How to Build Company Culture with Remote Teams
Work always comes with challenges from overstuffed task lists and unclear communication to office bullies and apathetic bosses. But remote work puts the spotlight on a set of specific workplace issues.
In Buffer’s State of Remote Work 2019 report, remote workers said their greatest hurdle was loneliness (19%), followed by collaborating or communicating (17%) and staying motivated (8%). These findings indicate issues with teamwork and a lack of cohesive company culture for remote teams.
Will the strategies companies have traditionally used to instill culture and engagement work in the digital age? We asked remote work experts to share their insights on company culture for distributed teams, how to boost engagement and ways companies can foster culture remotely.
Why Culture Matters For Remote Teams
Company culture, whether it's a remote or office-based environment, is an important way for employees to understand what the company values beyond their individual contributions. “At times of change and uncertainty, teams benefit from having a strong compass in the company culture,” said Karen Anderson, chief human resources officer at IT security company Mimecast. “Often this comes in the form of norms, values and the ways in which we communicate.”
Teamwork and culture have more influence over company success than any other technique or tactic, said Darren Chait, co-founder and COO of San Francisco-based tech firm Hugo. “Getting culture wrong is more detrimental than missing the mark on any one strategy,” he said. “All that is to say that it is absolutely imperative that managers pay attention to employee engagement, whether in a remote or shared-office environment."
Does Remote Culture Happen Naturally?
Without active management, the culture that naturally develops could incorporate poor habits, ineffective communication or other negative characteristics. That’s why it’s crucial for managers and business leaders to course-correct cultural norms along the way. “To bridge the remote work gap, organization leaders need to take an intentional approach,” Chait said.
But leaders should also be careful not to overdo it. “It is important that you don’t over-orchestrate or even try to emulate another company," Anderson said. "But you should be explicit with values and norms and be prepared to repeat and embed them in a multitude of processes.” That means actively fostering certain values through clear communication, performance, goals and employee recognition.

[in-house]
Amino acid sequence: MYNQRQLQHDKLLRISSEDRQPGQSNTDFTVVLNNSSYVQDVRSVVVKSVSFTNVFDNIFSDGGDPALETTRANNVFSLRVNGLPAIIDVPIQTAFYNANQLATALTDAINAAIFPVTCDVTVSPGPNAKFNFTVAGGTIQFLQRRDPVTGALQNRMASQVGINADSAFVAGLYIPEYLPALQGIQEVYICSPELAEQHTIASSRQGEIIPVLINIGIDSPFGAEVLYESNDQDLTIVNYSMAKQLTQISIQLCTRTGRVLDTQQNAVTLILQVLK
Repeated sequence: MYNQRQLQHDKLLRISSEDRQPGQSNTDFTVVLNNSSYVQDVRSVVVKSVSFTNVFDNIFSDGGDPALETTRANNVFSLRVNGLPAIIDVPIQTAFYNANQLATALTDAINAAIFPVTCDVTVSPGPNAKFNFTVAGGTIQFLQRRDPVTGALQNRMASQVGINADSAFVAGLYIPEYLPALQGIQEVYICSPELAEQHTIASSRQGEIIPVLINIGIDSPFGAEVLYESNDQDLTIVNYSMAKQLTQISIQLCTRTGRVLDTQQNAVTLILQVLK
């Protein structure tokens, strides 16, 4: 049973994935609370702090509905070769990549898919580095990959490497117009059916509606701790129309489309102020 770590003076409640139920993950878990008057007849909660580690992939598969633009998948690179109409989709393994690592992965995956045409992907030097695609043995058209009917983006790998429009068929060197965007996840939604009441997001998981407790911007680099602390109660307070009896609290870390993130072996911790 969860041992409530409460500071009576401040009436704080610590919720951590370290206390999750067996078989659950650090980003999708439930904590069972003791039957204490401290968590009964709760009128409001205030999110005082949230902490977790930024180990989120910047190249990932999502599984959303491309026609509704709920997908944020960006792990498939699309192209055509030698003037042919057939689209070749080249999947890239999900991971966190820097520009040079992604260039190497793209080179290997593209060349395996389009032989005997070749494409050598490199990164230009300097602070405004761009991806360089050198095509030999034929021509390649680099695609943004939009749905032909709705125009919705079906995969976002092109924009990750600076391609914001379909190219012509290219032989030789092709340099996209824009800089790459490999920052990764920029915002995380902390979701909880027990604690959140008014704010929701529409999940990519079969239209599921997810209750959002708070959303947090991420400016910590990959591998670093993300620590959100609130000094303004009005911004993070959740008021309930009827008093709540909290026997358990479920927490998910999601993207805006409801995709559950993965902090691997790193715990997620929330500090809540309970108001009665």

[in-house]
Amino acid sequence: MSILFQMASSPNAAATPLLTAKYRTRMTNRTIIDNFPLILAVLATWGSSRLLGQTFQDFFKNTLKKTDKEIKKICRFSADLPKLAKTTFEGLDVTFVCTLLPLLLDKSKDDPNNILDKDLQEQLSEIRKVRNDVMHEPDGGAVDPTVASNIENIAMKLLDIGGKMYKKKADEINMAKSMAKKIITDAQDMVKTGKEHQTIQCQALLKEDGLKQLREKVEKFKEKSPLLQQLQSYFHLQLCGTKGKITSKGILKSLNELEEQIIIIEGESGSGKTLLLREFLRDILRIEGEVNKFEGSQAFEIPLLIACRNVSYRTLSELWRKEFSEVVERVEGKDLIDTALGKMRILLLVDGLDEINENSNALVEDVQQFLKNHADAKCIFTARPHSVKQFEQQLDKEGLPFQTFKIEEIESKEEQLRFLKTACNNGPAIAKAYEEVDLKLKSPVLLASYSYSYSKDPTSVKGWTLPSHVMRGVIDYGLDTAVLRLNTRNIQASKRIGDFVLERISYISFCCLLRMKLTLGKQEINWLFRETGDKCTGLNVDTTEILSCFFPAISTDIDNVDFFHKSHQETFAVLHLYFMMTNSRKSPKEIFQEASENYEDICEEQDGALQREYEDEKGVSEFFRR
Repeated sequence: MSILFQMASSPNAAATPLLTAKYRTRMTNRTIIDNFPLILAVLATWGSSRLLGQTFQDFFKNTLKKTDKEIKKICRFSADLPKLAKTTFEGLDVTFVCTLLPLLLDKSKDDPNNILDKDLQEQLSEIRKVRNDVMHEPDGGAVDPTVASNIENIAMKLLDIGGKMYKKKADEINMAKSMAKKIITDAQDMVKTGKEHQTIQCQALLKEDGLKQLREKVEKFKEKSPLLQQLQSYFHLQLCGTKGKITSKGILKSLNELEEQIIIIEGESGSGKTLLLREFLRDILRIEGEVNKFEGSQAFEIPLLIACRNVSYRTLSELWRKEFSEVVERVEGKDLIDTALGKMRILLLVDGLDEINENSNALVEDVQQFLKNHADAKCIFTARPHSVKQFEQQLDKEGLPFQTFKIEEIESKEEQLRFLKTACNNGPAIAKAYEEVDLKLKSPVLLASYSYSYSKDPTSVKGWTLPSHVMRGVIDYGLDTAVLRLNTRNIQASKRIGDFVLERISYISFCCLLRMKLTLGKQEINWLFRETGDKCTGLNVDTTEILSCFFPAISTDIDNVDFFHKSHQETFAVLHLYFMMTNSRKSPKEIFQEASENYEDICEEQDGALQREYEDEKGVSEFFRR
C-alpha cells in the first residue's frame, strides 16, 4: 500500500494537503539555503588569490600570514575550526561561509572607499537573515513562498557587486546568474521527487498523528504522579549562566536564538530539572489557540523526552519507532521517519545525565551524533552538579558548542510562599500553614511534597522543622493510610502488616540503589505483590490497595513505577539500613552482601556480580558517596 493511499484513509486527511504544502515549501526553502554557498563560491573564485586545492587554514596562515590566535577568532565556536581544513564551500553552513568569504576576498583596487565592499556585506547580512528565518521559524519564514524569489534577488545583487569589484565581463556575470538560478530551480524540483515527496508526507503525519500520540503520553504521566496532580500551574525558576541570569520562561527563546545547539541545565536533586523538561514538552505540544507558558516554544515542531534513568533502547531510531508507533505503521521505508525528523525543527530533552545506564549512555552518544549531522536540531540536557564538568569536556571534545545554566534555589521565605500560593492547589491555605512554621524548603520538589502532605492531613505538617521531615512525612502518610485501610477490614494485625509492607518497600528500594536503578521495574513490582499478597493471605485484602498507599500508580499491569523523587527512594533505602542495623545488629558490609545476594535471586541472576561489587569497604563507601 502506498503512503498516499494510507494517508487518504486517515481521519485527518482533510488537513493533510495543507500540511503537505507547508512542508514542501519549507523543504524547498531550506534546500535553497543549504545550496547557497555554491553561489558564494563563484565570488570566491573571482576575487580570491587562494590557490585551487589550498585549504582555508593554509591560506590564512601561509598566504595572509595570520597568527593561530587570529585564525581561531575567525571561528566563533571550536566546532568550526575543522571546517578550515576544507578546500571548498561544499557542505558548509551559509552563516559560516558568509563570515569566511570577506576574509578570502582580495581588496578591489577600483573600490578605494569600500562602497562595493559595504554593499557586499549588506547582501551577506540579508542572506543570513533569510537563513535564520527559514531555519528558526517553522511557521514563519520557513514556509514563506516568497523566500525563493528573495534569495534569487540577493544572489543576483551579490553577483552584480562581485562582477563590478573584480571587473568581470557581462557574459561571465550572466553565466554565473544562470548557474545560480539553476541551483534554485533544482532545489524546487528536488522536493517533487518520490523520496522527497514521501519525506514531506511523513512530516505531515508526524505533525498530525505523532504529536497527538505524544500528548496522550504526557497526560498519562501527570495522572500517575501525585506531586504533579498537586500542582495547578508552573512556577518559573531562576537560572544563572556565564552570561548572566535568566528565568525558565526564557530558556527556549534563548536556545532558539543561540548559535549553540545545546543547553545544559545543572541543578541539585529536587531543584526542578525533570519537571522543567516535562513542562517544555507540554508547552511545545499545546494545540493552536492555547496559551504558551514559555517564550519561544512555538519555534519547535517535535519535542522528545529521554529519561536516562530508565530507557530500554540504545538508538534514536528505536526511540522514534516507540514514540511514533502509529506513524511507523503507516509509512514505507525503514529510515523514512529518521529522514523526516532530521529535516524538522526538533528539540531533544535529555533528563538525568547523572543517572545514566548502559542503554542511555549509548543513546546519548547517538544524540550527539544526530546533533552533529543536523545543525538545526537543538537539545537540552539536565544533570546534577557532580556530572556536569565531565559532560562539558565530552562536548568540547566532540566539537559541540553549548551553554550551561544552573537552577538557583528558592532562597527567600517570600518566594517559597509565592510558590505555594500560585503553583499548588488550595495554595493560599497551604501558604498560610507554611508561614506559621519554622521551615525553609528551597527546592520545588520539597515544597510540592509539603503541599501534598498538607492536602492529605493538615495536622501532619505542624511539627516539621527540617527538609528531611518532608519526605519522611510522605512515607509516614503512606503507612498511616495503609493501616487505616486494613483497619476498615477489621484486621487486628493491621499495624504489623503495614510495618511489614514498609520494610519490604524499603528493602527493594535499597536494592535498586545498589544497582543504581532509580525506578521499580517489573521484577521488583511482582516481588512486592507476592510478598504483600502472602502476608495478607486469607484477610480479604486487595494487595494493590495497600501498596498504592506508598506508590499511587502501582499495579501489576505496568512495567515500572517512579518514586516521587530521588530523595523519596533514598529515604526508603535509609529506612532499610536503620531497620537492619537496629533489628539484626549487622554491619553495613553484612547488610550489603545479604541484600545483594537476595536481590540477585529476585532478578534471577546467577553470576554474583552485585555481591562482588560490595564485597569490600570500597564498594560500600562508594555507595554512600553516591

Instilling a Remote Company Culture
While culture can develop naturally, most companies benefit by deliberately defining core values and encouraging a unified culture for its remote workforce. Here are some tips:
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Use More Video
When it comes to remote culture, Anderson believes the principles are largely the same but the techniques are different. “For example, you may need to rely less on written emails as you can miss critical tone that you may need to convey,” she said. “So it is important to increase the use of videos, virtual town halls or even gamification that could support employee engagement and learning.” These efforts don’t need to be difficult to produce, and in many cases developing culture through these methods could be more organic, effective and sustainable.
Try 'Donut' Meetings
“There's an app called ‘donut’ which randomly pairs people in an organization together for 30-minute meetings,” said Jessica Day, co-founder of innovation management platform IdeaScale. Meetings occur every few weeks so that each person within the organization gets to spend time with someone else. “These meetings [have no agenda] and have no other purpose than personal connection,” Day said. These kind of meetings can be an alternative to in-person happy hours and other social events companies would traditionally schedule throughout the year.
Recognize Individual Employees
Day's organization also presents a special recognition to one employee per month. “Employee of the month may sound cheesy but people have really responded to it,” Day said.
Her organization collects positive anecdotes from employees about an honoree in a designated Slack thread each month. “Then, when we announce who the employee is in our monthly town hall we invite them to that Slack thread so that they can see all the wonderful things that people have written about them,” she said. Recognizing individual employees as valuable members of the team helps create a positive working culture, regardless of where and how they work.
Be more deliberate about seemingly non-essential communication. When employees aren’t together in the same office, communication is often more purpose-based. “Don't underestimate what's overheard or observed by simply being in the same place,” Chait said. “There's huge value lost in not sharing nice-to-know or in-case-you-may-be-interested content, and there are many tools that enable and encourage sharing to achieve transparency and org-wide exposure.” Slack and other less formal communication methods can encourage employees to share more interesting tidbits of information that may not be critical but will ultimately create more engagement.